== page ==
In the interim, how about some good old-fashioned Draconian measures? Here is a simple three-step plan to eradicate the practice from our game:
1. The spineless euphemism of ‘simulation’, which is used to cover everyone’s deep embarrassment at shameful player conduct, must be put out of currency immediately. Let’s rename it ‘cheating’, because that is exactly what it is.
2. Players found guilty of diving should be made to wear a luminous yellow shirt with ‘BEWARE – CHEAT’ emblazoned across it for the whole of their next game. They will also have ‘CHEAT’ written in capital letters against their name in the match programme. Then offenders will serve a six-game ban. An additional sanction should apply to Premier League players: they are to be fined 100% of their wages during the period of suspension, to be distributed to worthy clubs further down the pyramid.
3. Repeat offenders to be shot by Darren Ferguson.
As for the idiotic football media, pundits must be made to stop claiming that it is perfectly acceptable to ‘go down’ if there is any contact at all. In particular, Robbie Savage must be sent for medical analysis to establish whether or not he actually has a brain.
Although most of us know the answer to that already.
As if to emphasise the scale of the problem, the Carabao Cup Final is on television while I am writing this. In the first half alone there have been numerous examples of players flinging themselves high into the air with faces contorted in agony when there has been little or no contact to initiate it. In particular, you do not fall down naturally with your arms high above your head. It is one of the few blatant signs that the player has dived, yet referees appear not to have cottoned on to it yet.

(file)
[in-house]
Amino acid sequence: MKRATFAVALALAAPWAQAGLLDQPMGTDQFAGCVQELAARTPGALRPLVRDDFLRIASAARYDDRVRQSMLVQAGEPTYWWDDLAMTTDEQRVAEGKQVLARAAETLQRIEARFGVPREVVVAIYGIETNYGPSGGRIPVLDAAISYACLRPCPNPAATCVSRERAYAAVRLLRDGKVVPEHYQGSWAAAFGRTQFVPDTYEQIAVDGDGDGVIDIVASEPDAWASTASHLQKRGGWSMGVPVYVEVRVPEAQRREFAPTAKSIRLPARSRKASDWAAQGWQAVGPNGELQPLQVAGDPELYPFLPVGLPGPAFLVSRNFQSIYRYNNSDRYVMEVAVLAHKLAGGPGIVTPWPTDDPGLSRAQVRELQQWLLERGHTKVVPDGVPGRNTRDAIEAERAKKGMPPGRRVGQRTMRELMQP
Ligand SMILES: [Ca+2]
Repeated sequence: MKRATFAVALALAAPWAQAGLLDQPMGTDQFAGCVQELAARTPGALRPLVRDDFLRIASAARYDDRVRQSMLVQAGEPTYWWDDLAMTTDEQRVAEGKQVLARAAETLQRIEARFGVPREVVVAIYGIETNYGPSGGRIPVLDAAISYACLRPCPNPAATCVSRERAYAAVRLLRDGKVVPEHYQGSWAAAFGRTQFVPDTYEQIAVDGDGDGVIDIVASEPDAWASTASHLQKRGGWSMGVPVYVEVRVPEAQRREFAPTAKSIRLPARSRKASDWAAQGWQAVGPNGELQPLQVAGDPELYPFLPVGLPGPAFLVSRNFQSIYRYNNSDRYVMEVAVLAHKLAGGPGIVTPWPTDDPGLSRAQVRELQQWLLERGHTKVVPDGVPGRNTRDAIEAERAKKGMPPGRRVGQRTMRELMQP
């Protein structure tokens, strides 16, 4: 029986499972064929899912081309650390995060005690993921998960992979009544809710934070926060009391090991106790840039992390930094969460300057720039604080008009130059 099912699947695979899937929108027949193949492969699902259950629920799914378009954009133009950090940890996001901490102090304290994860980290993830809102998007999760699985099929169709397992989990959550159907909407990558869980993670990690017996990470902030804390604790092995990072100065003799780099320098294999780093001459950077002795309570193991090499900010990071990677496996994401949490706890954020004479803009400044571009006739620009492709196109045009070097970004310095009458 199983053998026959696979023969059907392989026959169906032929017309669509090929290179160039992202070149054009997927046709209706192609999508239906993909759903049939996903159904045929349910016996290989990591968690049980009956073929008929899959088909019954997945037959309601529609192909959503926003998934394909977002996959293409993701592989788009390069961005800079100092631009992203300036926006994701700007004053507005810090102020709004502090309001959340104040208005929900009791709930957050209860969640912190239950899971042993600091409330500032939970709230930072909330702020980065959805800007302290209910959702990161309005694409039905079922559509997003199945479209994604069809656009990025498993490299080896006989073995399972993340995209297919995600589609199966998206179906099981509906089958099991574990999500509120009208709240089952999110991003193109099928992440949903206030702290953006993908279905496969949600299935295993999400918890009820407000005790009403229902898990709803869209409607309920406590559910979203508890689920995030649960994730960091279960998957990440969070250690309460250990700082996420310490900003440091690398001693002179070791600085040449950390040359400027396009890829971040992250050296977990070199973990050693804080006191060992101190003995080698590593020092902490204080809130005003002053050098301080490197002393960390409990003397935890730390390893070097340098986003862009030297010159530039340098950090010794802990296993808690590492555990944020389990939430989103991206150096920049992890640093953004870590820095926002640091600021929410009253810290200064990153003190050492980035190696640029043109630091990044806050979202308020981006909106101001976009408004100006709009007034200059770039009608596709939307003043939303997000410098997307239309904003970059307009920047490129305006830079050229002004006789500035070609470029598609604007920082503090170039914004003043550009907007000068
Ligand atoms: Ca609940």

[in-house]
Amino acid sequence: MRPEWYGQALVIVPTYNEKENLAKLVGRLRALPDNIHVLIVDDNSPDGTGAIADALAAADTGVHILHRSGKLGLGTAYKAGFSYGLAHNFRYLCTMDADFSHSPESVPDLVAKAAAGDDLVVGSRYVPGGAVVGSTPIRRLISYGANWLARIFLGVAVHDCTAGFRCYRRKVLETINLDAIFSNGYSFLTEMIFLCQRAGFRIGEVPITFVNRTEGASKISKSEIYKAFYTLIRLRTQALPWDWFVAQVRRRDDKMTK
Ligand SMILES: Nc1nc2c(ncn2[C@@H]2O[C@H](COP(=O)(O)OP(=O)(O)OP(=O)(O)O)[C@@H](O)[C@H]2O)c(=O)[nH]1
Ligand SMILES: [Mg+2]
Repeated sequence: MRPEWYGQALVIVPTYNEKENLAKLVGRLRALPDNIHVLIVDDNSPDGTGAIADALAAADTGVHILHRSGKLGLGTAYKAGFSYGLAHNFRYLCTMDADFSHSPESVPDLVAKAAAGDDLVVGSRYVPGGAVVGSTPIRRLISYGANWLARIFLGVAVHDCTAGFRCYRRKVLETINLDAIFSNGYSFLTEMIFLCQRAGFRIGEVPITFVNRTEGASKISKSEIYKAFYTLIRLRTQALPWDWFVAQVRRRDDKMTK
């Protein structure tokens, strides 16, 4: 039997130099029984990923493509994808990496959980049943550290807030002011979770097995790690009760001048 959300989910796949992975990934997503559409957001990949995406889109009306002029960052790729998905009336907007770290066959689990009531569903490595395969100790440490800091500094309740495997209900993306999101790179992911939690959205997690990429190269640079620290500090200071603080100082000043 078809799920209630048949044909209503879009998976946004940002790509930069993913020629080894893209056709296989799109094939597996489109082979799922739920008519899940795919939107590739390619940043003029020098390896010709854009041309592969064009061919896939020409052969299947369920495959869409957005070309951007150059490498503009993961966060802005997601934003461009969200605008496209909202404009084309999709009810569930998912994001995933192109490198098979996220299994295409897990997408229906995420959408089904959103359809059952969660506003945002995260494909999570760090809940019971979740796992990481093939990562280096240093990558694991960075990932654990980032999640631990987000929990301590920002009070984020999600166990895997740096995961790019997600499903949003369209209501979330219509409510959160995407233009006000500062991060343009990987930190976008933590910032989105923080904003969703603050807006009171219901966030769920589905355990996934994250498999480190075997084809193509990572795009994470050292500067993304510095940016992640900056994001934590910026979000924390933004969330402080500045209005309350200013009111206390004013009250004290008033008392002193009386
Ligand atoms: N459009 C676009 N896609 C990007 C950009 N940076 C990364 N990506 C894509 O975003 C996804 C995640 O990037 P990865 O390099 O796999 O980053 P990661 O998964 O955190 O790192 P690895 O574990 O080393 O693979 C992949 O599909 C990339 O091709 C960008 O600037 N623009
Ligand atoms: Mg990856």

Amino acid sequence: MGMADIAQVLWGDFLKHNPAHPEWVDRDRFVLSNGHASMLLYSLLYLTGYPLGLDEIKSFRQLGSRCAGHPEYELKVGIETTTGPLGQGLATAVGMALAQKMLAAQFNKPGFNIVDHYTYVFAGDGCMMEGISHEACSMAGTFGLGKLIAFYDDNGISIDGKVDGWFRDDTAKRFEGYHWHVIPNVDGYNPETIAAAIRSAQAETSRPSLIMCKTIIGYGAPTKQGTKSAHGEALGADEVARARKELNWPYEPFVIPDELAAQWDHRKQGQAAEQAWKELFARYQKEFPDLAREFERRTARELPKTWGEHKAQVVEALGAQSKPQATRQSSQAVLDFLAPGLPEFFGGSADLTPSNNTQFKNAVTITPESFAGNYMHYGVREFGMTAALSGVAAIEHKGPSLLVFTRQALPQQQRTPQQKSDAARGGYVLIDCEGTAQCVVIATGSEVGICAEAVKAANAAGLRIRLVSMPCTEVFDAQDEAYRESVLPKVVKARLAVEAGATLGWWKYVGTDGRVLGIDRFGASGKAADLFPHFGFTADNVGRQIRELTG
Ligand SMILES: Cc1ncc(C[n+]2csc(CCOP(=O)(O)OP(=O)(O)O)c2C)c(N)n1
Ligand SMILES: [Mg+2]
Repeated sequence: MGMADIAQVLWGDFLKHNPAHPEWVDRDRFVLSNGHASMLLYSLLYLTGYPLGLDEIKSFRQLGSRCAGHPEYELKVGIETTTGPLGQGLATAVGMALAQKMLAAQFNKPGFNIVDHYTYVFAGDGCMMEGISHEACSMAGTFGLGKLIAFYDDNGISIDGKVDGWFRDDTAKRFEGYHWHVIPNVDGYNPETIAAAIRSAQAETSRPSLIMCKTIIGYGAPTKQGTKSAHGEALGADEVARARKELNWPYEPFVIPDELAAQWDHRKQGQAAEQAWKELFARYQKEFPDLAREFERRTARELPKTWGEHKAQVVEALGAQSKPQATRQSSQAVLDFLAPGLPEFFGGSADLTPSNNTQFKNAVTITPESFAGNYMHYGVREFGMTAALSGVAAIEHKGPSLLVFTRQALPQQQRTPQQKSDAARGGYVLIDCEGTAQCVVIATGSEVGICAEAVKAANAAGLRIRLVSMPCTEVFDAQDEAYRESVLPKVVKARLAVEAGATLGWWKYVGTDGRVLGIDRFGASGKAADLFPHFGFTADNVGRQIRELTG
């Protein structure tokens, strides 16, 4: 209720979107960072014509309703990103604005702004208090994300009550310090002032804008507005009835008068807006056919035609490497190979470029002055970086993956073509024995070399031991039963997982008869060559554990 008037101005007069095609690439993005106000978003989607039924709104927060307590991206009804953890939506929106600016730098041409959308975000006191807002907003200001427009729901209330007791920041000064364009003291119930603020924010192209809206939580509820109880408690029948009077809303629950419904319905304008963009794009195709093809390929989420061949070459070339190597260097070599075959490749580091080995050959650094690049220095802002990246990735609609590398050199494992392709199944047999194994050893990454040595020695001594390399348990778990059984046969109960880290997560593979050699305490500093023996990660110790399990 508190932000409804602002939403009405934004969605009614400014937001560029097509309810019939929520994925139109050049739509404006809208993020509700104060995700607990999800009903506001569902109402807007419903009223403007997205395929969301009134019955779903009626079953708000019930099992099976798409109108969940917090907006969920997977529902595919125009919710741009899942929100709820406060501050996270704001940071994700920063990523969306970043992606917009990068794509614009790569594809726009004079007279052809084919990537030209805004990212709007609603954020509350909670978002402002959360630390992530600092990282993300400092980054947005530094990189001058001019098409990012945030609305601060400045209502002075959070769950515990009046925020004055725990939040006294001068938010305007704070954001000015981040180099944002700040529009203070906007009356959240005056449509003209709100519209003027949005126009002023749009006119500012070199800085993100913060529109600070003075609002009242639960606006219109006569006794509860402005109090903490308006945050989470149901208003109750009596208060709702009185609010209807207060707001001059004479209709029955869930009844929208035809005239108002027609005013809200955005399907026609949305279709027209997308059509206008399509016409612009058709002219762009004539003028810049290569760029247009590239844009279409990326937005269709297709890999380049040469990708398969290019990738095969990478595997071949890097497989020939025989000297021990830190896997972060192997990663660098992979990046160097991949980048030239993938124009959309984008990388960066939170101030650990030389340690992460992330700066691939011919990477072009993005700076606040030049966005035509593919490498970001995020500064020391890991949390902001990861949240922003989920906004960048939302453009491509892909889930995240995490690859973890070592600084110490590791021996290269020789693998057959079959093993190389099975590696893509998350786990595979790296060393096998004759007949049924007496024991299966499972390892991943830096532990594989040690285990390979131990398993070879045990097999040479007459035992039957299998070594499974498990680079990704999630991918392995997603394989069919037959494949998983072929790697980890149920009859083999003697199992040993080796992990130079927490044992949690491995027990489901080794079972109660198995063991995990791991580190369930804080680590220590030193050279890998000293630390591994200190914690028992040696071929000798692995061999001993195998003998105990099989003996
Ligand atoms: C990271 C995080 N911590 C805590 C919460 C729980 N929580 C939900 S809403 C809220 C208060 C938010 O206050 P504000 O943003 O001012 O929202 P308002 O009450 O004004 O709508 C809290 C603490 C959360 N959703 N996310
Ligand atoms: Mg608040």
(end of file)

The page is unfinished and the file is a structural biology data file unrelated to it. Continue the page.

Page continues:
Finally, a message to the players themselves: please stop all of this because you are ruining the game as a spectator sport. You wear silly little armbands with the word ‘RESPECT’ emblazoned across them, yet by cheating you show no respect for the game, for your fellow players, or for the supporters who pay their hard-earned money to watch you demonstrate your alleged skills. You are embarrassing to everyone, yet somehow you are unable to see it. Respect has to be earned and is a two-way street. Play fair, and we will respect you. Continue along this current path, do not come crying to me if you find yourself playing in a bright yellow shirt with the word ‘CHEAT’ written across it in capital letters.
Who did our members consider to be February’s star players?